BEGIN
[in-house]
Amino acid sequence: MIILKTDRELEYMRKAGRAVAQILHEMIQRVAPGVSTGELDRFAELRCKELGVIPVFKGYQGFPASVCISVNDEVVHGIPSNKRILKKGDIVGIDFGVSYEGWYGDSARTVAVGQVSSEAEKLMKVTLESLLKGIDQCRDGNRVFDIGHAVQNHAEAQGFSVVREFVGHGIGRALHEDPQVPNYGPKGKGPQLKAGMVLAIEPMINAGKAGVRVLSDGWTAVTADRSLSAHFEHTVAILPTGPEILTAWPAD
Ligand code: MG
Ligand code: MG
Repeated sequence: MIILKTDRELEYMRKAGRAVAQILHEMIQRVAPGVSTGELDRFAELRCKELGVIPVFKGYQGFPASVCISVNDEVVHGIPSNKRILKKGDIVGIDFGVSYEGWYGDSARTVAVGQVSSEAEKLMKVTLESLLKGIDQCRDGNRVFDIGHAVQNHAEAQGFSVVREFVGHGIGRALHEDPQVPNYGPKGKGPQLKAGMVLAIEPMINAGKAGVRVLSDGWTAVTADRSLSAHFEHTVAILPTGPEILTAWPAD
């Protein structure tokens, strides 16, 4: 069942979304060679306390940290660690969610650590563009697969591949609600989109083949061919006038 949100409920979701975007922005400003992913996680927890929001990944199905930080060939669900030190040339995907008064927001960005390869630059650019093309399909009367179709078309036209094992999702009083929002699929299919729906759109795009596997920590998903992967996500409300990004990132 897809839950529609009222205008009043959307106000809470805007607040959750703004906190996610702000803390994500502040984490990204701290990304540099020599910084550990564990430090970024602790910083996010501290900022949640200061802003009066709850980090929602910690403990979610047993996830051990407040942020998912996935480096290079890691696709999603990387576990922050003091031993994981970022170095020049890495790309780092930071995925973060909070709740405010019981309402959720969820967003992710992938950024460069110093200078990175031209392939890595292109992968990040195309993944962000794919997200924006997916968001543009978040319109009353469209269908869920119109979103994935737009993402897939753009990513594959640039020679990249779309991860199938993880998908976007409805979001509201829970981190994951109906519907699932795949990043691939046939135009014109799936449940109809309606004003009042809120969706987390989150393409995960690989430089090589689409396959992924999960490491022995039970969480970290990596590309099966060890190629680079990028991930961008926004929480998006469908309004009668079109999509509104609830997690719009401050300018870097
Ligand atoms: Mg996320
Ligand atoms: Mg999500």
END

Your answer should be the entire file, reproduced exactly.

[in-house]
Amino acid sequence: MIILKTDRELEYMRKAGRAVAQILHEMIQRVAPGVSTGELDRFAELRCKELGVIPVFKGYQGFPASVCISVNDEVVHGIPSNKRILKKGDIVGIDFGVSYEGWYGDSARTVAVGQVSSEAEKLMKVTLESLLKGIDQCRDGNRVFDIGHAVQNHAEAQGFSVVREFVGHGIGRALHEDPQVPNYGPKGKGPQLKAGMVLAIEPMINAGKAGVRVLSDGWTAVTADRSLSAHFEHTVAILPTGPEILTAWPAD
Ligand code: MG
Ligand code: MG
Repeated sequence: MIILKTDRELEYMRKAGRAVAQILHEMIQRVAPGVSTGELDRFAELRCKELGVIPVFKGYQGFPASVCISVNDEVVHGIPSNKRILKKGDIVGIDFGVSYEGWYGDSARTVAVGQVSSEAEKLMKVTLESLLKGIDQCRDGNRVFDIGHAVQNHAEAQGFSVVREFVGHGIGRALHEDPQVPNYGPKGKGPQLKAGMVLAIEPMINAGKAGVRVLSDGWTAVTADRSLSAHFEHTVAILPTGPEILTAWPAD
């Protein structure tokens, strides 16, 4: 069942979304060679306390940290660690969610650590563009697969591949609600989109083949061919006038 949100409920979701975007922005400003992913996680927890929001990944199905930080060939669900030190040339995907008064927001960005390869630059650019093309399909009367179709078309036209094992999702009083929002699929299919729906759109795009596997920590998903992967996500409300990004990132 897809839950529609009222205008009043959307106000809470805007607040959750703004906190996610702000803390994500502040984490990204701290990304540099020599910084550990564990430090970024602790910083996010501290900022949640200061802003009066709850980090929602910690403990979610047993996830051990407040942020998912996935480096290079890691696709999603990387576990922050003091031993994981970022170095020049890495790309780092930071995925973060909070709740405010019981309402959720969820967003992710992938950024460069110093200078990175031209392939890595292109992968990040195309993944962000794919997200924006997916968001543009978040319109009353469209269908869920119109979103994935737009993402897939753009990513594959640039020679990249779309991860199938993880998908976007409805979001509201829970981190994951109906519907699932795949990043691939046939135009014109799936449940109809309606004003009042809120969706987390989150393409995960690989430089090589689409396959992924999960490491022995039970969480970290990596590309099966060890190629680079990028991930961008926004929480998006469908309004009668079109999509509104609830997690719009401050300018870097
Ligand atoms: Mg996320
Ligand atoms: Mg999500």